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[ 12:47 Sep 23, 2009    More tech | permalink to this entry | ]

Sat, 28 Mar 2009

LCD Burn-In, er, "Image Persistence"

Mostly, I love my Dell 2005FPW S_IPS monitor. Nice colors, sharp image, incredibly w ide viewing angles. But one thing made me uneasy: while working on a smooth gradient in GIMP, I noticed some funky pixels in the bottom right of the screen, where I could see horizontal bars where the image clearly didn't have them. And if I moved the image, the bars stayed put. Oh no! My lovely monitor maybe wasn't so lovely!

Since then I've been pretending not to notice (I bought the monitor used, so warranty return isn't an option). But yesterday, I maximized Firefox on a page with a medium cyan background -- and that barred area was a lot worse.

In fact, it was so much worse that I could see detail in it: it was my xchat window. I could even read some of the menubar items.

It's an LCD! They don't get burn-in ... do they?

Well, yes, it turns out, they do. Only it's not called "burn-in", it's called "image persistence". And for some people, it happens very quickly, while other people never see it. Anecdotally S-IPS monitors seem to show image persistence a lot more easily than TN monitors, but nobody seems to know why.

The good news is that it's temporary -- it's not permanent burn-in like old CRTs sometimes showed. The solutions most people suggest:

On my monitor, about an hour and a half of all-white made it better, and after turning it off overnight, the next morning I could no longer see any trace of the persistent image.
Update two days later: Strangely enough, although the pattern seemed completely gone the next morning, that evening it returned, even though I hadn't had any window at all in that space all day. I gave it another hour or two of all-white over that area, then its usual evening of rest, and the next day it was gone again and stayed gone this time. At least, it's evening now and it hasn't returned yet.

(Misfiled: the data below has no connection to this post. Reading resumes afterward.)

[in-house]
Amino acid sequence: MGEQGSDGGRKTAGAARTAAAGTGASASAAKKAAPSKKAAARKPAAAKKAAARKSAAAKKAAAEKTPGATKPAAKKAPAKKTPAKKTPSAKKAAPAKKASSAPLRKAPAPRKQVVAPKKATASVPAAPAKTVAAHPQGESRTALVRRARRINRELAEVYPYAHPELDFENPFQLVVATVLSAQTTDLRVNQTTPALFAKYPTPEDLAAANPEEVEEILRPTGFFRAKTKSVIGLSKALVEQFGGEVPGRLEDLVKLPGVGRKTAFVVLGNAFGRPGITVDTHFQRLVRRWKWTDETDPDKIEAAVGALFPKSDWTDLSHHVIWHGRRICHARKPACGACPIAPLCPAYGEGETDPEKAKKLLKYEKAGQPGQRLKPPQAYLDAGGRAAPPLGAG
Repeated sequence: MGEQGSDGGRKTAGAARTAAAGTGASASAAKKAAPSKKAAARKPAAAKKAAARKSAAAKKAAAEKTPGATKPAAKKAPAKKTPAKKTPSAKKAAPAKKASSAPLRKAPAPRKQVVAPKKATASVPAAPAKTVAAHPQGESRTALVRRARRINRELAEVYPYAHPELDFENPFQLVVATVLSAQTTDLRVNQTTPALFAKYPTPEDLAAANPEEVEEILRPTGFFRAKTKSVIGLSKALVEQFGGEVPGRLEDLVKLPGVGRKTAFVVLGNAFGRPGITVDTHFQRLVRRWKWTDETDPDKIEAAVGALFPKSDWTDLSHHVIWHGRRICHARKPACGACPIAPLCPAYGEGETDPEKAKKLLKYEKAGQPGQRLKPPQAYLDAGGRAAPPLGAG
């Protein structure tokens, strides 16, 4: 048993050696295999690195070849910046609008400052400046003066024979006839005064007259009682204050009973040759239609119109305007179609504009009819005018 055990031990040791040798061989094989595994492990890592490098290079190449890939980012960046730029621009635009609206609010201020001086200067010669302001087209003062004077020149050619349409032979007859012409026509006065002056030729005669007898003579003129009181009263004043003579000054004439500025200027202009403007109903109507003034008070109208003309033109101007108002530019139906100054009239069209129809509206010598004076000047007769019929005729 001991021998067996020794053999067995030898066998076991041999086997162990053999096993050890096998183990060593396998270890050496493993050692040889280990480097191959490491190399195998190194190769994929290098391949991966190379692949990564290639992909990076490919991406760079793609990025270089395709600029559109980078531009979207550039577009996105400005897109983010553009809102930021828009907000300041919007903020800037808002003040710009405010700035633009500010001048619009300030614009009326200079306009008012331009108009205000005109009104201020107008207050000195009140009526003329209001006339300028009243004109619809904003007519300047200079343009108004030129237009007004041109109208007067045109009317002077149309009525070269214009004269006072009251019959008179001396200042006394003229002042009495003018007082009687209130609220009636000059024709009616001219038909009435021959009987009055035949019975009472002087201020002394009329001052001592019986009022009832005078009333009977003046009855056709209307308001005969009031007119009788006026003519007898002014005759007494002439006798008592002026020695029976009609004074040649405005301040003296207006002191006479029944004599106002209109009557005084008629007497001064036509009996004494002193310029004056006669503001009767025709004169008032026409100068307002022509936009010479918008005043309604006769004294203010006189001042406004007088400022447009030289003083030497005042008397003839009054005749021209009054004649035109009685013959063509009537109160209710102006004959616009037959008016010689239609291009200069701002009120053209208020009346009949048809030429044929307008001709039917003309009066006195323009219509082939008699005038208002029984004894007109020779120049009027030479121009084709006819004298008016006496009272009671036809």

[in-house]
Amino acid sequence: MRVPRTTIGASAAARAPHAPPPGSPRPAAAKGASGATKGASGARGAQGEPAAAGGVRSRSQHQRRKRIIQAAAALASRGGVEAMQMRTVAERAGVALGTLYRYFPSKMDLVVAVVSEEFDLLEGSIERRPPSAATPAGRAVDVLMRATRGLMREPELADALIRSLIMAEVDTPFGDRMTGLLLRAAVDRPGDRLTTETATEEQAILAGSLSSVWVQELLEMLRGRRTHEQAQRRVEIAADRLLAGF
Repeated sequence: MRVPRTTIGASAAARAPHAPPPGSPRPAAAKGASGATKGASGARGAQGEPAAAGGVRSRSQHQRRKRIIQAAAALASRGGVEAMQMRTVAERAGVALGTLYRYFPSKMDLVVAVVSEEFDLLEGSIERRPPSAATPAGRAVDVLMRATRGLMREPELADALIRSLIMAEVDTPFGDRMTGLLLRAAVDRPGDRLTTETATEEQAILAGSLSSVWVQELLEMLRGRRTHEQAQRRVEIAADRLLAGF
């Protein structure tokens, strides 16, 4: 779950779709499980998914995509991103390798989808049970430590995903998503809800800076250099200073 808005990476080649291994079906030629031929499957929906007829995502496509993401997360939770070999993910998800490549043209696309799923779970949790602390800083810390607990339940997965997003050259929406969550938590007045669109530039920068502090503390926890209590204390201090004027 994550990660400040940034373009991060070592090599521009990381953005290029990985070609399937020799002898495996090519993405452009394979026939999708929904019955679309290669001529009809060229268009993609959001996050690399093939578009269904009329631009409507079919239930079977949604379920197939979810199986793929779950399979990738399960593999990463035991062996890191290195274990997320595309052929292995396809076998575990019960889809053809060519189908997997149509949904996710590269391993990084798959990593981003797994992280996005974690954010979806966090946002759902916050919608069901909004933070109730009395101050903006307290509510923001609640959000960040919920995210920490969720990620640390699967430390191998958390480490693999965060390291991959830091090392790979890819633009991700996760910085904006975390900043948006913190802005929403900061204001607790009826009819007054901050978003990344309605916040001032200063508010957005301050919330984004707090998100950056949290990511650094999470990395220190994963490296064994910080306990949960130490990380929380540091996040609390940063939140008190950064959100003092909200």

So I guess I need to change my habits. I already use power saving mode so the screen sleeps when I'm not there (no screensaver); but on the other hand I'm at the machine day and night, and I like to keep windows in the same place.

How do you invert the screen? You'd think there would be a gazillion programs to do that on X, but there aren't. You can compile a C program called sgamma then run sgamma -b -1 to invert, and sgamma -b 1 to restore. It restores to full brightness, though, so if you've changed your brightness using a program like xbrightness you'll have to adjust it again afterward. Alternately, Guillermo showed me a nice little C program called invgamma, by Ben Winslow, that just inverts whatever gamma curve you already have (run it again to undo the effects). Ben doesn't seem to have a page for it and it doesn't have any license info in it so I can't put it on my site either, but if you google for it you'll probably find a copy.

I'm a trifle bummed that the whizzy S-IPS monitor turned out to be so delicate. But I suppose it's good to change habits now and then anyway and not get too stuck on particular window positions. Maybe it'll help keep my brain from burn-in too.



I wrote an update, 6 months later, with more details: LCD monitor burn-in, revisited.

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[ 12:21 Mar 28, 2009    More tech | permalink to this entry | ]